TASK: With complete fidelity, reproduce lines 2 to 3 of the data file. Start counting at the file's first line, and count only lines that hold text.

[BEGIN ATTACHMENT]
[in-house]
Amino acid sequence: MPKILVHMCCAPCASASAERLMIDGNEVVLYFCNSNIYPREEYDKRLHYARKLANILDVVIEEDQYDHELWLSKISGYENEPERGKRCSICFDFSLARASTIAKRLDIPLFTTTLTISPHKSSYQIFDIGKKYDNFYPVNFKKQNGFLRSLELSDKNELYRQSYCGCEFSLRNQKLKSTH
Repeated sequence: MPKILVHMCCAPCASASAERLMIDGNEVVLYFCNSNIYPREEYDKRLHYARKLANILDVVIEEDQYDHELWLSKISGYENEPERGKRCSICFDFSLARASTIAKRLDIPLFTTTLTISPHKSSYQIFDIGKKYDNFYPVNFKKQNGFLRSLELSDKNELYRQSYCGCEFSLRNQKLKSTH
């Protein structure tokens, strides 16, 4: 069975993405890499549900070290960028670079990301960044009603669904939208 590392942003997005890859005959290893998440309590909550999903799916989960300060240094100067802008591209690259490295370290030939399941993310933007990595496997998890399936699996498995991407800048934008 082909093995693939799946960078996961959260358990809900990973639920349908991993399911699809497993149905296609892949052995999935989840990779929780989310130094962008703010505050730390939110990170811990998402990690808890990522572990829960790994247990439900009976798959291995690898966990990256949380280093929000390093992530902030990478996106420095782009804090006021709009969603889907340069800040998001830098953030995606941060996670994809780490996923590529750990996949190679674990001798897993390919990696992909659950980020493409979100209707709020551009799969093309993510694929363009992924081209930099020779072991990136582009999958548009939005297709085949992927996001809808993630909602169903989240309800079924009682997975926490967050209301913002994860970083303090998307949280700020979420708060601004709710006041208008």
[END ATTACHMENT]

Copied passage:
Amino acid sequence: MPKILVHMCCAPCASASAERLMIDGNEVVLYFCNSNIYPREEYDKRLHYARKLANILDVVIEEDQYDHELWLSKISGYENEPERGKRCSICFDFSLARASTIAKRLDIPLFTTTLTISPHKSSYQIFDIGKKYDNFYPVNFKKQNGFLRSLELSDKNELYRQSYCGCEFSLRNQKLKSTH
Repeated sequence: MPKILVHMCCAPCASASAERLMIDGNEVVLYFCNSNIYPREEYDKRLHYARKLANILDVVIEEDQYDHELWLSKISGYENEPERGKRCSICFDFSLARASTIAKRLDIPLFTTTLTISPHKSSYQIFDIGKKYDNFYPVNFKKQNGFLRSLELSDKNELYRQSYCGCEFSLRNQKLKSTH